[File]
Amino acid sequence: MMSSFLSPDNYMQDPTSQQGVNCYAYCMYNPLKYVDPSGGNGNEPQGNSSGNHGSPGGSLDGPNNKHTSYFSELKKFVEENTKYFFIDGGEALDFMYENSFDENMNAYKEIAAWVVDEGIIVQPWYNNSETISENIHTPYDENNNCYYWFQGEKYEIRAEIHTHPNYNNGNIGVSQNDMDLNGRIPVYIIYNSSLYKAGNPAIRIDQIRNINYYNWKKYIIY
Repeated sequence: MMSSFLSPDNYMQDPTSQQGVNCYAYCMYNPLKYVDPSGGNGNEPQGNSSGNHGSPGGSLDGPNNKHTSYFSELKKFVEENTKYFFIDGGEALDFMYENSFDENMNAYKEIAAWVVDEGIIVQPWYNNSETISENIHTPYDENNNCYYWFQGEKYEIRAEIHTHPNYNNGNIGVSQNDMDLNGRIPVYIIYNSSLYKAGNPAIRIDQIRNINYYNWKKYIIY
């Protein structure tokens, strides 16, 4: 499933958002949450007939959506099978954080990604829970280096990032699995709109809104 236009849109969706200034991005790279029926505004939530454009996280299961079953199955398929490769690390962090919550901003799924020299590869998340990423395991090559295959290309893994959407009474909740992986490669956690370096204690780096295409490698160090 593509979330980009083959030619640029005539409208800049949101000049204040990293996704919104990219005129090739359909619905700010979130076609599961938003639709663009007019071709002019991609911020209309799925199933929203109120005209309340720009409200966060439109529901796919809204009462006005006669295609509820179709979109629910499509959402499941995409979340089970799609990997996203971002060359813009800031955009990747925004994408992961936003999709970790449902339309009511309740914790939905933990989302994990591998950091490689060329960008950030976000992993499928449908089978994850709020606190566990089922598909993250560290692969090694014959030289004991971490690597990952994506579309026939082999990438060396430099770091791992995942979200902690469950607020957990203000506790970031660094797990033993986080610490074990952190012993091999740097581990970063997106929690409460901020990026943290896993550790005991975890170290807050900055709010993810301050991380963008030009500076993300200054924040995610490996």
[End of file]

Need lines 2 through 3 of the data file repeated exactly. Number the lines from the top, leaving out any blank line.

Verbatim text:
Repeated sequence: MMSSFLSPDNYMQDPTSQQGVNCYAYCMYNPLKYVDPSGGNGNEPQGNSSGNHGSPGGSLDGPNNKHTSYFSELKKFVEENTKYFFIDGGEALDFMYENSFDENMNAYKEIAAWVVDEGIIVQPWYNNSETISENIHTPYDENNNCYYWFQGEKYEIRAEIHTHPNYNNGNIGVSQNDMDLNGRIPVYIIYNSSLYKAGNPAIRIDQIRNINYYNWKKYIIY
């Protein structure tokens, strides 16, 4: 499933958002949450007939959506099978954080990604829970280096990032699995709109809104 236009849109969706200034991005790279029926505004939530454009996280299961079953199955398929490769690390962090919550901003799924020299590869998340990423395991090559295959290309893994959407009474909740992986490669956690370096204690780096295409490698160090 593509979330980009083959030619640029005539409208800049949101000049204040990293996704919104990219005129090739359909619905700010979130076609599961938003639709663009007019071709002019991609911020209309799925199933929203109120005209309340720009409200966060439109529901796919809204009462006005006669295609509820179709979109629910499509959402499941995409979340089970799609990997996203971002060359813009800031955009990747925004994408992961936003999709970790449902339309009511309740914790939905933990989302994990591998950091490689060329960008950030976000992993499928449908089978994850709020606190566990089922598909993250560290692969090694014959030289004991971490690597990952994506579309026939082999990438060396430099770091791992995942979200902690469950607020957990203000506790970031660094797990033993986080610490074990952190012993091999740097581990970063997106929690409460901020990026943290896993550790005991975890170290807050900055709010993810301050991380963008030009500076993300200054924040995610490996």